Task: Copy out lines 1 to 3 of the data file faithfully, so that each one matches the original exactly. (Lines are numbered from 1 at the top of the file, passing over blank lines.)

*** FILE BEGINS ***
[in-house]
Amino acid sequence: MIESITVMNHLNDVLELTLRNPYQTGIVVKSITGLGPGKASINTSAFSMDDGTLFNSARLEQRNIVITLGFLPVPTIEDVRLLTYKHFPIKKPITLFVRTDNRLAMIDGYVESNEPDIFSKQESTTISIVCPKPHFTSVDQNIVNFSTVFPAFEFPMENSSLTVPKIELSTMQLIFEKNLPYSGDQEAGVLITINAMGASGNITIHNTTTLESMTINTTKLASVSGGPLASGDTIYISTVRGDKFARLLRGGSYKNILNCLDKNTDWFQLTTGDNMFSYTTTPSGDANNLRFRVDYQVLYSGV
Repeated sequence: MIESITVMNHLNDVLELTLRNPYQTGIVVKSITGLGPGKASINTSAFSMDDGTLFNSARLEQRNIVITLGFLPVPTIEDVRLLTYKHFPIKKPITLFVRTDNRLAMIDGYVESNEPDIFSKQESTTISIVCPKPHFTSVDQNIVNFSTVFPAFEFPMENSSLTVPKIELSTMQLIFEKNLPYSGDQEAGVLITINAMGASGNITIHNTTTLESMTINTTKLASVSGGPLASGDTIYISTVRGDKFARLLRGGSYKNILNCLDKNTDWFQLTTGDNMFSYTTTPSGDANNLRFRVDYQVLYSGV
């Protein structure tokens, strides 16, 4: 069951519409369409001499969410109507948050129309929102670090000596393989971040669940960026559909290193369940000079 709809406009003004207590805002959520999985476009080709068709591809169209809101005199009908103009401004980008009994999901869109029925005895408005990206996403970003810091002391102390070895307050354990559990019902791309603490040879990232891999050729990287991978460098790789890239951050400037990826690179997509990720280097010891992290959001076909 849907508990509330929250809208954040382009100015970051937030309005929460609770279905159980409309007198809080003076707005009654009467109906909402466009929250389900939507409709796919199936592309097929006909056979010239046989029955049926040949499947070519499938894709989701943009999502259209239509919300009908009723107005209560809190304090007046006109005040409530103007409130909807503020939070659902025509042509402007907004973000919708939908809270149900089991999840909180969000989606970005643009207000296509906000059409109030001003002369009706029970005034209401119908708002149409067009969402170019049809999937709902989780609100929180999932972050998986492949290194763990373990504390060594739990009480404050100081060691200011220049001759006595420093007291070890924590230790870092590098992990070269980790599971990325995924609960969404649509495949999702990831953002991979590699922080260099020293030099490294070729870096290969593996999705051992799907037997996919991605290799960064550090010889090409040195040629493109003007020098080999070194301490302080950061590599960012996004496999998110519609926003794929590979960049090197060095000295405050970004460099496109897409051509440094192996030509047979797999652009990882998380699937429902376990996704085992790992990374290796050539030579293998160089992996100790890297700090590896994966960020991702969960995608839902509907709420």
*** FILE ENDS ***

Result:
[in-house]
Amino acid sequence: MIESITVMNHLNDVLELTLRNPYQTGIVVKSITGLGPGKASINTSAFSMDDGTLFNSARLEQRNIVITLGFLPVPTIEDVRLLTYKHFPIKKPITLFVRTDNRLAMIDGYVESNEPDIFSKQESTTISIVCPKPHFTSVDQNIVNFSTVFPAFEFPMENSSLTVPKIELSTMQLIFEKNLPYSGDQEAGVLITINAMGASGNITIHNTTTLESMTINTTKLASVSGGPLASGDTIYISTVRGDKFARLLRGGSYKNILNCLDKNTDWFQLTTGDNMFSYTTTPSGDANNLRFRVDYQVLYSGV
Repeated sequence: MIESITVMNHLNDVLELTLRNPYQTGIVVKSITGLGPGKASINTSAFSMDDGTLFNSARLEQRNIVITLGFLPVPTIEDVRLLTYKHFPIKKPITLFVRTDNRLAMIDGYVESNEPDIFSKQESTTISIVCPKPHFTSVDQNIVNFSTVFPAFEFPMENSSLTVPKIELSTMQLIFEKNLPYSGDQEAGVLITINAMGASGNITIHNTTTLESMTINTTKLASVSGGPLASGDTIYISTVRGDKFARLLRGGSYKNILNCLDKNTDWFQLTTGDNMFSYTTTPSGDANNLRFRVDYQVLYSGV